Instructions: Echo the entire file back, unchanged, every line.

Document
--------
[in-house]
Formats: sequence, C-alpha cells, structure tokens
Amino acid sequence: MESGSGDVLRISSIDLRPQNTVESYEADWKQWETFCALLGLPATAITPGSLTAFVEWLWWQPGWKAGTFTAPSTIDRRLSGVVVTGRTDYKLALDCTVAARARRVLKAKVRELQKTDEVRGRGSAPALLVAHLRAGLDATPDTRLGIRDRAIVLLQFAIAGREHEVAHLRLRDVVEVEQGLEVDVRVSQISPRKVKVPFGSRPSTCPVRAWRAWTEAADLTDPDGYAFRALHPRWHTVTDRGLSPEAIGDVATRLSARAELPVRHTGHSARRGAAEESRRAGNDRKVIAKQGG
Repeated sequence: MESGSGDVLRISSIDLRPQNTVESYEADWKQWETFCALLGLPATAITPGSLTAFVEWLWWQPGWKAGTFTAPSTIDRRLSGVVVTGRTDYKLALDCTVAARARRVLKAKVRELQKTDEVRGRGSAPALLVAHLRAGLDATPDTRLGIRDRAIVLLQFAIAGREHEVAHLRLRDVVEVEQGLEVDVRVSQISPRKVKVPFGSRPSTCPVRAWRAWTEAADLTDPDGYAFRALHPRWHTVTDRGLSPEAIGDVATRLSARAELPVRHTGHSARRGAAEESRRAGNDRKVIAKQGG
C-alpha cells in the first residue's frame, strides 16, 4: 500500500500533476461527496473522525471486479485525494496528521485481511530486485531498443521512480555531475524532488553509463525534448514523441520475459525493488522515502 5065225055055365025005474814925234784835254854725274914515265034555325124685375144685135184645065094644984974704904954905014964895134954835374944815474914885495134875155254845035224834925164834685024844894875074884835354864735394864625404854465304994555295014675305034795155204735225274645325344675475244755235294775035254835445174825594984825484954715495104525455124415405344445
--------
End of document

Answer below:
[in-house]
Formats: sequence, C-alpha cells, structure tokens
Amino acid sequence: MESGSGDVLRISSIDLRPQNTVESYEADWKQWETFCALLGLPATAITPGSLTAFVEWLWWQPGWKAGTFTAPSTIDRRLSGVVVTGRTDYKLALDCTVAARARRVLKAKVRELQKTDEVRGRGSAPALLVAHLRAGLDATPDTRLGIRDRAIVLLQFAIAGREHEVAHLRLRDVVEVEQGLEVDVRVSQISPRKVKVPFGSRPSTCPVRAWRAWTEAADLTDPDGYAFRALHPRWHTVTDRGLSPEAIGDVATRLSARAELPVRHTGHSARRGAAEESRRAGNDRKVIAKQGG
Repeated sequence: MESGSGDVLRISSIDLRPQNTVESYEADWKQWETFCALLGLPATAITPGSLTAFVEWLWWQPGWKAGTFTAPSTIDRRLSGVVVTGRTDYKLALDCTVAARARRVLKAKVRELQKTDEVRGRGSAPALLVAHLRAGLDATPDTRLGIRDRAIVLLQFAIAGREHEVAHLRLRDVVEVEQGLEVDVRVSQISPRKVKVPFGSRPSTCPVRAWRAWTEAADLTDPDGYAFRALHPRWHTVTDRGLSPEAIGDVATRLSARAELPVRHTGHSARRGAAEESRRAGNDRKVIAKQGG
C-alpha cells in the first residue's frame, strides 16, 4: 500500500500533476461527496473522525471486479485525494496528521485481511530486485531498443521512480555531475524532488553509463525534448514523441520475459525493488522515502 5065225055055365025005474814925234784835254854725274914515265034555325124685375144685135184645065094644984974704904954905014964895134954835374944815474914885495134875155254845035224834925164834685024844894875074884835354864735394864625404854465304994555295014675305034795155204735225274645325344675475244755235294775035254835445174825594984825484954715495104525455124415405344445